וּלְכָל-בְּנֵי יִשְׂרָאֵל הָיָה אוֹר, בְּמוֹשְׁבֹתָם.
But all the children of Israel had light in their dwellings. (Exodus 10:23)
During the plague of darkness there was a thick darkness throughout the land of Egypt. Hashem made a special miracle and illuminated the area where the Jews were. The Chasam Sofer asks, why was this miracle necessary? Couldn’t Hashem have simply blinded all the Egyptians and gotten the same results?
Science teaches us that people who have a disability in one of their five senses compensate by gaining greater sensitivity and use of one or more of their other senses. For example, a blind man might be able to hear or smell things that the average person is not able to. Science attributes this to the fact that one looks to compensate for his disability by maximizing the potential of the other senses. The Chasam Sofer explains the difference between a person who has no vision and a person who is in a totally dark room and has his eyes open. He says that the first person doesn’t see, and the second person sees nothing. By the fact that he is seeing nothing, he is actually using his sense of sight, however, it is just not effective in giving him information. Would it be that Hashem made the Egyptians blind, that sense would be discontinued, thereby heightening the perception of the other senses.
The Chasam Sofer takes this a step further, to explain a pasuk in parshas Beha’aloscha. The Torah tells us that the Jews complained that eating the manna in the desert was “boring.” The Jews said, “our eyes only see the manna”- The manna was not very appealing to the sense of vision, but since they were able to use this sense, the other senses such as taste were dulled to the point that the manna did not have the flavor the Jews had wanted to have.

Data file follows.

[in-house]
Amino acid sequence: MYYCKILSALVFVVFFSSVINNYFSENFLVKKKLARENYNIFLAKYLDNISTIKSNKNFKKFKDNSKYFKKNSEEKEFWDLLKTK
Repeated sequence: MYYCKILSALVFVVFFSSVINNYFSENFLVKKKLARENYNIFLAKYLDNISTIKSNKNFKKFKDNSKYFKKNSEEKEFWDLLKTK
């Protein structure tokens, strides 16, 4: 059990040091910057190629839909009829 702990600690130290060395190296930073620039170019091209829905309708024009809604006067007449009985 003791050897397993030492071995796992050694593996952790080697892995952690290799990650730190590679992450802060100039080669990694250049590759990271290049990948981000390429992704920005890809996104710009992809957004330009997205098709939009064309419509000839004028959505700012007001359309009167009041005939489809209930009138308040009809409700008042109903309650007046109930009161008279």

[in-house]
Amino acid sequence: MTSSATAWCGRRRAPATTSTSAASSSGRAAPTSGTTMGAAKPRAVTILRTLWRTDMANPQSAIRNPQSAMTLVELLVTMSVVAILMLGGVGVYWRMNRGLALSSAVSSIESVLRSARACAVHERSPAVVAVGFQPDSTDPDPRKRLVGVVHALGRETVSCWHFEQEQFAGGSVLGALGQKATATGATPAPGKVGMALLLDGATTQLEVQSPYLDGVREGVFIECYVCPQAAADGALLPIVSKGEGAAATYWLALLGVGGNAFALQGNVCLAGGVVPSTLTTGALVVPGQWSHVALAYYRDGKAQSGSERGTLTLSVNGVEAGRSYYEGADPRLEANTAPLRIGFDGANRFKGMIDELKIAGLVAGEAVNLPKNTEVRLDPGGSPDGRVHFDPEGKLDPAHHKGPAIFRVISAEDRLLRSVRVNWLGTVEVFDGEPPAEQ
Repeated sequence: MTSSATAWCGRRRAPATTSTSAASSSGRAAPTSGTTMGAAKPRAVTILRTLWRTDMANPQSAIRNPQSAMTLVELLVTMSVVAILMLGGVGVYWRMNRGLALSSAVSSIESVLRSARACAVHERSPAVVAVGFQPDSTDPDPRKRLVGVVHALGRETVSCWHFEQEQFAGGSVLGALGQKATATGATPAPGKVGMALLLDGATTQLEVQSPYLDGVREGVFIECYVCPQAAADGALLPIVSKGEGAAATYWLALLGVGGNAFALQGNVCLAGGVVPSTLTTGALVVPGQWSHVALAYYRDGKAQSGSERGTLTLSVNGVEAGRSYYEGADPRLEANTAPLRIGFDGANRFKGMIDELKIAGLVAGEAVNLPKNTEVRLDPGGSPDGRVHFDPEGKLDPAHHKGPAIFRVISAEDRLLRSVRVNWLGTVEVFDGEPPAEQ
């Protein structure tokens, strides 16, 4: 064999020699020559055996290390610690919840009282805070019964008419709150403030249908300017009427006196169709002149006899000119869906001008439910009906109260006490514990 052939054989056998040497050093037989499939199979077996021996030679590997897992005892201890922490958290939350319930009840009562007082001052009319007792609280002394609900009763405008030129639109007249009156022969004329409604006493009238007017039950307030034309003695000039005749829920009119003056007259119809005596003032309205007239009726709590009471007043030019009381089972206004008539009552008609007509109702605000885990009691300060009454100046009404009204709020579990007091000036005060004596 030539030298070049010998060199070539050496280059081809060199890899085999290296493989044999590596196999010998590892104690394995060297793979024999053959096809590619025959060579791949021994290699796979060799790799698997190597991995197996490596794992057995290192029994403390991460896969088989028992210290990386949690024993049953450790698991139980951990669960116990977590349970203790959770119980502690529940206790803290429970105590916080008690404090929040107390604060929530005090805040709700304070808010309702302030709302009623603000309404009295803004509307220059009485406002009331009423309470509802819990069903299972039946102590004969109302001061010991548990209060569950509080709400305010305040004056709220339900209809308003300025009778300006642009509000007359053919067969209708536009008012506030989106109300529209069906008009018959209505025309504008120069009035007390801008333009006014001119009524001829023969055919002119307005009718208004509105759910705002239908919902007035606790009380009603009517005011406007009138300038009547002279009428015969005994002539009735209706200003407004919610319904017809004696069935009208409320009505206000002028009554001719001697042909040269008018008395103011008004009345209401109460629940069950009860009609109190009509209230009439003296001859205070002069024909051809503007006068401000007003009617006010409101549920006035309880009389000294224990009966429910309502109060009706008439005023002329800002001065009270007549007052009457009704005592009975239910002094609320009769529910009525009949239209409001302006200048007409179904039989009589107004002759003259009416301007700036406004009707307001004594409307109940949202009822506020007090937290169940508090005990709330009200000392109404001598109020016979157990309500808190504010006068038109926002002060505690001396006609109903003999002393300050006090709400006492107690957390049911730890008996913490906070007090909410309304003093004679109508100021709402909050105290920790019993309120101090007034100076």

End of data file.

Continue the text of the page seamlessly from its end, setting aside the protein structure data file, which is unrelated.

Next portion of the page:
Many times, we find ourselves in a situation that our cellphones don’t have reception. We repeatedly try to find a connection in order to use the device. Many a time there is a landline readily available, but we are too focused on trying to use something that is useless, to the point that we overlook the obvious. This is channeling energies in a non-profitable way. Possibly, we could extend the Chasam Sofer’s idea that besides heightening the punishment to the Egyptians, Hashem was giving us a lesson in using our faculties to their maximum.
Nowadays, the idea of meditation has become very popular. Those who are steeped in a Torah life have been using this kind of self-introspection as part of our religious observance (cheshbon hanefesh) for a very long time. At times, we learn to black-out things that interfere with our service in order to focus on our job. We can learn from the plague of darkness how we ourselves can become more productive.